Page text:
(Beyond Pesticides, February 24, 2009) NIEHS staff scientist Freya Kamel, Ph.D., Harvard School of Public Health professor Chensheng (Alex) Lu, Ph.D., and Wake Forest Universityâ€™s Center for Worker Health director Thomas Arcury, Ph.D. will speak as Science and Health panelists at Bridge to an Organic Future: Opportunities for health and the environment, the 27th National Pesticide Forum, April 3-4 in Carrboro, NC.
Freya Kamel, Ph.D.
Freya Kamelâ€™s research interests focus on environmental determinants of neurologic dysfunction and disease, in particular, neurodegenerative disease. Dr. Kamel and her colleagues at the National Institute for Environmental Health Sciences (NIEHS) of the National Institutes of Health (NIH) examined the relationship of farm work-related exposures to subclinical neurobehavioral deficits in farmworkers. Deficits in neurobehavioral performance reflecting cognitive and psychomotor function related to the duration of work experience were seen in former as well as current farmworkers, and decreased performance was related to chronic exposure even in the absence of a history of pesticide poisoning. Thus, long-term experience of farm work is associated with measurable deficits in cognitive and psychomotor function.
Dr. Kamel participated in work on the Agricultural Health Study (AHS), a large cohort study of licensed pesticide applicators and their spouses in Iowa and North Carolina. Using data from the AHS, Kamel found that use of fungicides and organochlorine insecticides was associated with increased risk of retinal degeneration, the leading cause of blindness in adults. Another analysis found that prevalence of neurologic symptoms was related to moderate levels of exposure to organophosphate and organochlorine insecticides and fumigants.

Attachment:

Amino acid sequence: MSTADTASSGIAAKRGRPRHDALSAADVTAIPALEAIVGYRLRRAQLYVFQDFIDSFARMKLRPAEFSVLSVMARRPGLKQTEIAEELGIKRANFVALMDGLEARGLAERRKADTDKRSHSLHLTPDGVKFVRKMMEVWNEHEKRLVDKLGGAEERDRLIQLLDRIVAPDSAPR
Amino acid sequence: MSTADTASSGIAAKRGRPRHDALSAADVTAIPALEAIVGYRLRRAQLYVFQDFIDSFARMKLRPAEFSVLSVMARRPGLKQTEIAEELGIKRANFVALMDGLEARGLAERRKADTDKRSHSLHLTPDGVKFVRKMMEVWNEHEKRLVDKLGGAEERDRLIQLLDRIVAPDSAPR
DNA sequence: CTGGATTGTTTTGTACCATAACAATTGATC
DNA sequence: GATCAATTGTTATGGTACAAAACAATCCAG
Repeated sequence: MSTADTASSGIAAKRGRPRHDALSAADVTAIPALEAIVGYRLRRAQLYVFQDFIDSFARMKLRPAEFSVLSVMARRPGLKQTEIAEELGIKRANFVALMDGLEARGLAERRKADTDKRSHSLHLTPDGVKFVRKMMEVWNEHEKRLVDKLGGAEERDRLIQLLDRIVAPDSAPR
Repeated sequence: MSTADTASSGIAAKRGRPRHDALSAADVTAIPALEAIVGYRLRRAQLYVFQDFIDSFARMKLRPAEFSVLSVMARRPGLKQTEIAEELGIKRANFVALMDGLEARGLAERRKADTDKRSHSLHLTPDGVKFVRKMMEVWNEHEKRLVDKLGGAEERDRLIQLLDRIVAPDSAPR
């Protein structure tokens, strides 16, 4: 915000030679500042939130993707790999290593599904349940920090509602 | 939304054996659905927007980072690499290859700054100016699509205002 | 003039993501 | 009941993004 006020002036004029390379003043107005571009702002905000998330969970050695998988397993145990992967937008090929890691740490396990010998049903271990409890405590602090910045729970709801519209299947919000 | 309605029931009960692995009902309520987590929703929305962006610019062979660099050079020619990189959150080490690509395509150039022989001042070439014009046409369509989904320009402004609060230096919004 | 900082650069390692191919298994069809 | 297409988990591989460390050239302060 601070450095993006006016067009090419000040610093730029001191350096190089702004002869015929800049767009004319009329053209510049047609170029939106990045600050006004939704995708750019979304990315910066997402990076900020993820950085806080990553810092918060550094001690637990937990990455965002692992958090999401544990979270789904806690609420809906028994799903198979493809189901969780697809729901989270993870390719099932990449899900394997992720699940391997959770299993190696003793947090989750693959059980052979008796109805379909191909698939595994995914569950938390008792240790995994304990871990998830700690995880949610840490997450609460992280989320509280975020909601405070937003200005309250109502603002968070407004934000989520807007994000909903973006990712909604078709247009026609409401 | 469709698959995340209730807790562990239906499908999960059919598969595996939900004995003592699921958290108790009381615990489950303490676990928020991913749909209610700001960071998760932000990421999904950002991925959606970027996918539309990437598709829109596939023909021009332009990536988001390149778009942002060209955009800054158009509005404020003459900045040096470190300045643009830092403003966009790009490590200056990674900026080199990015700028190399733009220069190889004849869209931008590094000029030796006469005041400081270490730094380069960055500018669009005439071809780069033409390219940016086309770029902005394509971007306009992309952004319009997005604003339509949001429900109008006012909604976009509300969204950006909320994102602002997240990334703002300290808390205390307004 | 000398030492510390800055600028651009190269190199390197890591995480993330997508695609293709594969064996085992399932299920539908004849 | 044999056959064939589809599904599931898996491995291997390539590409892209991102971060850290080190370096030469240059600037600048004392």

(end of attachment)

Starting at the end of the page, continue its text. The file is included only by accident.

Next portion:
The AHS is the setting for a nested case-control study of pesticide exposure and Parkinson’s disease called the Farming and Movement Evaluation or FAME Study. In collaboration with Caroline Tanner, M.D., Ph.D., at The Parkinson’s Institute, FAME investigated the relationship of Parkinson’s disease to pesticides and other farm-related exposures in a population with a well-documented history of pesticide exposure. The study also evaluated the role of other environmental neurotoxicants, lifestyle variables and genetic susceptibility.
Chensheng (Alex) Lu, Ph.D.
Alex Lu is an assistant professor of Environmental Exposure Biology at Harvard Universityâ€™s School of Public Health, Department of Environmental Health. His interests focus on the assessment of pesticide exposure resulting from indoor applications, agricultural spray drift, parental occupation, or from dietary intake. He would like to incorporate novel methods analyze the samples or to measure the exposure. His current research project includes using saliva samples as an alternative for biological monitoring, using Global Position Systems to assess children’s time-and-location in relation to their pesticide exposure, and assessing urban/suburban children’s long-term exposure to pesticides.